Listening Knowledge and comprehens ion Understand longer sequencebi of supported classroom instructions; understand more complex supported questions which ask for personal information; understand more complex supported questions on a growing range of general and curricular topics; understand with limited support the main points of extended talk on a range of general and curricular topics; understand most specific information and detail of supported, extended talk on a range general and curricular topics; understand supported narratives including some extended talk, on a range of general and curricular topics; recognise the opinion of the speaker(s) in supported extended talk on a limited range of general and curricular topics; Questions with multiple choice answers. Questions that require short answers. Questions that require detailed answer.
Higher order thinking skills deduce meaning from context in supported extended talk on a range of general and curricular topics;
Speaking Application ask simple questions to get information about a growing range of general topics; use appropriate subject-specific vocabulary and syntax to talk about a limited range of general topics, and some curricular topics; Questions that require short answers. Questions that require detailed answer.
Higher order thinking skills provide basic information about themselves and others at discourse level on a range of general topics; give an opinion at sentence and discourse level on an increasing range of general and curricular topics; respond with limited flexibility at both sentence and discourse level to unexpected comments on a range of general and curricular topics; keep interaction going in longer exchanges on a range of general and curricular topics; communicate meaning clearly at sentence and discourse level during, pair, group and whole class exchanges; recount some extended stories and events on a limited range of general and curricular topics;
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Reading Knowledge and comprehens ion understand the main points in a growing range of short, simple texts on general and curricular topics; understand independently specific information and detail in short, simple texts on a limited range of general and curricular topics; understand the detail of an argument on a limited range of familiar general and curricular topics, including some extended texts; recognise the attitude or opinion of the writer in short texts on a growing range of general and curricular topics; recognise typical features at word, sentence and text level in a range of written genres; Questions with multiple choice answers. Questions that require short answers. Questions that require detailed answer.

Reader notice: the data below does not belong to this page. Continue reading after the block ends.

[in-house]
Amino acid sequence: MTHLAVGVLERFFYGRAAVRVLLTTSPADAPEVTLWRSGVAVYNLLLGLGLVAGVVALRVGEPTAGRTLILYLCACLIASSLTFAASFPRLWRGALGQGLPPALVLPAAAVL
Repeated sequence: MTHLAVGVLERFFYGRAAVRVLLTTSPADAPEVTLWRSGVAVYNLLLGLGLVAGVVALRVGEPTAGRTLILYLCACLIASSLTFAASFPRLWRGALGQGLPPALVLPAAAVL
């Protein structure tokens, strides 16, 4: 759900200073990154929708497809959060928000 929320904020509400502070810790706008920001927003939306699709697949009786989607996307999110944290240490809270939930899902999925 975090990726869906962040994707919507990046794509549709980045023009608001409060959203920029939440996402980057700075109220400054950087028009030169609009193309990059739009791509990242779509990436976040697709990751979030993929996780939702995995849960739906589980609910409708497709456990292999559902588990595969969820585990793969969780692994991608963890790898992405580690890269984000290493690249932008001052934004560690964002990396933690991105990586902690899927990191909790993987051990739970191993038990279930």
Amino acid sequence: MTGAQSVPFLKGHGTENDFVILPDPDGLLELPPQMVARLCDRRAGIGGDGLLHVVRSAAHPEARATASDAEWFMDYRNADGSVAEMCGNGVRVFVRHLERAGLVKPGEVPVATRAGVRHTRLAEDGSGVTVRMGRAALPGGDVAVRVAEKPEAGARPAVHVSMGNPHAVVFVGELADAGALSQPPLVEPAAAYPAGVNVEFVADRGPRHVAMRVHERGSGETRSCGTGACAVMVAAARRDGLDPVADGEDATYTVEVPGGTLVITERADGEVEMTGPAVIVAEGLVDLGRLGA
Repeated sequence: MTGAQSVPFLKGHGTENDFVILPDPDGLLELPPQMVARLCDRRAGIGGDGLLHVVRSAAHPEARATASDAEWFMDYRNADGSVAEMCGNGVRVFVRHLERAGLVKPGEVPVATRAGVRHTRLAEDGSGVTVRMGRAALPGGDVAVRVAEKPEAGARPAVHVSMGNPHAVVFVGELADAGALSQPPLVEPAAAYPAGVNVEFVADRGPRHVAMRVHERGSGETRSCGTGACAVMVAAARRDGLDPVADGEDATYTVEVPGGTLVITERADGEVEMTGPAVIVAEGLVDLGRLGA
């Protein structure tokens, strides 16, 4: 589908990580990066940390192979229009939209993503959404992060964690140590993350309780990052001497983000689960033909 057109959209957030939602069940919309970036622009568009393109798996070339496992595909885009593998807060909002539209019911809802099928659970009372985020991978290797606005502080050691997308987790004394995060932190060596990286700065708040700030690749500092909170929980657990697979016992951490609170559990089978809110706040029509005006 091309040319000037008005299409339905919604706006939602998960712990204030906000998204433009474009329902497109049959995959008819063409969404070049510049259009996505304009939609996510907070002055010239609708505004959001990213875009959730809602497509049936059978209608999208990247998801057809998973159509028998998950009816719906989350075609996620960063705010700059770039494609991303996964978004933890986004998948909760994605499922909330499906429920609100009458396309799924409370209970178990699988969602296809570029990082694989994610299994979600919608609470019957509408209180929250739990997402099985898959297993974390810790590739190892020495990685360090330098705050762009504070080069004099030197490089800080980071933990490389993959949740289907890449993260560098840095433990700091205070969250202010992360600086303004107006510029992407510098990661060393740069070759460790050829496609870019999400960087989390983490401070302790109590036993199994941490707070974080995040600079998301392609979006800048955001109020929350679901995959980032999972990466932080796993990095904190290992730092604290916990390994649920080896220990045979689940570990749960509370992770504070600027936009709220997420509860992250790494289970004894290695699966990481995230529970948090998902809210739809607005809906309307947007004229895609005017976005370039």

Application use independently familiar paper and digital reference resources to check meaning and extend understanding; read independently a limited range of short simple fiction and non-fiction texts;
Higher order thinking skills deduce meaning from context on a limited range of familiar general and curricular topics, including some extended texts; recognise the difference between fact and opinion in short, simple texts on a wide range of general and curricular topics;
Writing Application plan, write, edit and proofread work at text level with some support on a growing range of general and curricular topics; write with some support topics with some paragraphs to give basic personal information; link, with minimal support, sentences into coherent paragraphs using basic connectors on a growing range of familiar general topics; use with some support appropriate layout at text level for a growing range of written genres on familiar general topics and some curricular topics; spell most high-frequency vocabulary accurately for a limited range of familiar general topics and some curricular topics; punctuate written work at text level on a limited range of general topics and some curricular topics with some accuracy; Questions that require short answers. Questions that require detailed answer.
Higher order thinking skills write with some support about real and imaginary past events, activities and experiences on a limited range of familiar general topics and some curricular topics; write with some support about personal feelings and opinions on a limited range of familiar general and curricular topics; develop with support coherent arguments supported when necessary by examples and reasons for a limited range of written genres in familiar general and curricular topics.